As I mentioned the antennas on the aircraft were hoola hoops, one under each wing and one under the nose (none on top). Theye were fixed and parallel to the fuselage (edges pointing fore and aft) I would estimate the diameter to be about 18". I seem to remember some sort of device between the pilot and co-polit position relating to the doppler radar. It had some sort of a map on rollers with a marking pen, as the aircraft moved the map would move and the pen would indicate the location of the aircraft (or something like that, ever hear of such a thing?). I'm not 100% sure about this, I'm 100% sure there was sure a device but I may have seen it someplace else. I remember it as being in the aircraft but was in the Hawkeye or someplace else, as I think about it now it seems rather cumbersome and difficult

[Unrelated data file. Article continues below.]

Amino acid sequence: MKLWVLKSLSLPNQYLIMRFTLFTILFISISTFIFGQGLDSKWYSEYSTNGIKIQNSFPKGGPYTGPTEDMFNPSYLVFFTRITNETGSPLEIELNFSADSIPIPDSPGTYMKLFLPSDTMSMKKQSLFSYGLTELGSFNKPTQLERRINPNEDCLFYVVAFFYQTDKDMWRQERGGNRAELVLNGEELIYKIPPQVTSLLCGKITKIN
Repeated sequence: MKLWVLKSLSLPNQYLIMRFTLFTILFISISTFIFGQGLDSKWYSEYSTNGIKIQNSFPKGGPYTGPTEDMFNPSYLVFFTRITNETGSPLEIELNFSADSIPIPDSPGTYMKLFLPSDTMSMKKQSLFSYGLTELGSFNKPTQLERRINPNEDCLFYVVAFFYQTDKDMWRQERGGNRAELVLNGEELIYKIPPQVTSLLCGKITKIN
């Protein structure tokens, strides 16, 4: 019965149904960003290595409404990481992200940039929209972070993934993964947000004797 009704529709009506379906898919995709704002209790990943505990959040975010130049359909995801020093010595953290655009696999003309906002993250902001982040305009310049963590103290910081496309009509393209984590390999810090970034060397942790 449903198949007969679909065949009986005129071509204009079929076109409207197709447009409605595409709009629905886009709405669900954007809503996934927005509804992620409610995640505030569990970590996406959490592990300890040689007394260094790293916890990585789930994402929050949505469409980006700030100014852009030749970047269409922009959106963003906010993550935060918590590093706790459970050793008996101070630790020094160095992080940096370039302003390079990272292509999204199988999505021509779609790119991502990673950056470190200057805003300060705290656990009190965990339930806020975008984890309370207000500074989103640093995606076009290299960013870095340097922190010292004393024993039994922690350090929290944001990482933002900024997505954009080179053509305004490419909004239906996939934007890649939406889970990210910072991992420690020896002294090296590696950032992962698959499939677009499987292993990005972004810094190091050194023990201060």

If you have any questions please get back to me. If you see what you believe to be errors please let me know as I would like to update and correct my memory bank.

I see you have an email of A292x1, our AFSC was ERA292x1. Either the "E" or the "R" had to do with secrity clearance type but the other letter I don't remember. It could have been to seperate the USAFSS 292x1's on flying status from one another for assignment purposes (ARDF from another program). Did you ever hear of a A292x1 going from a ARDF unit in Viet Nam to another USAFSS flying unit without first having been assigned to one before? I do know it worked the other way.

Keep in touch,


Aircraft Commander
Dennis Adolph 6988SS Morse Operator
Flight Engineer
Hawkeye Patch
James S. Horton 6988SS Morse Operator
MSgt Ketchum and Lt. Co-Pilot
MSgt Guerreara AFSSO 6988SS Supervisor
From Dennis Adolph who was there thinks it may have been "Guerreo"
Raymond G. Smith - James S. Horton - Dennis Adolph
Raymond G. Smith and Jim Horton
Gene and Dennis
Jim and Dennis
Jim Horton 6988SS Morse Operator
South Vietnamese Security Guard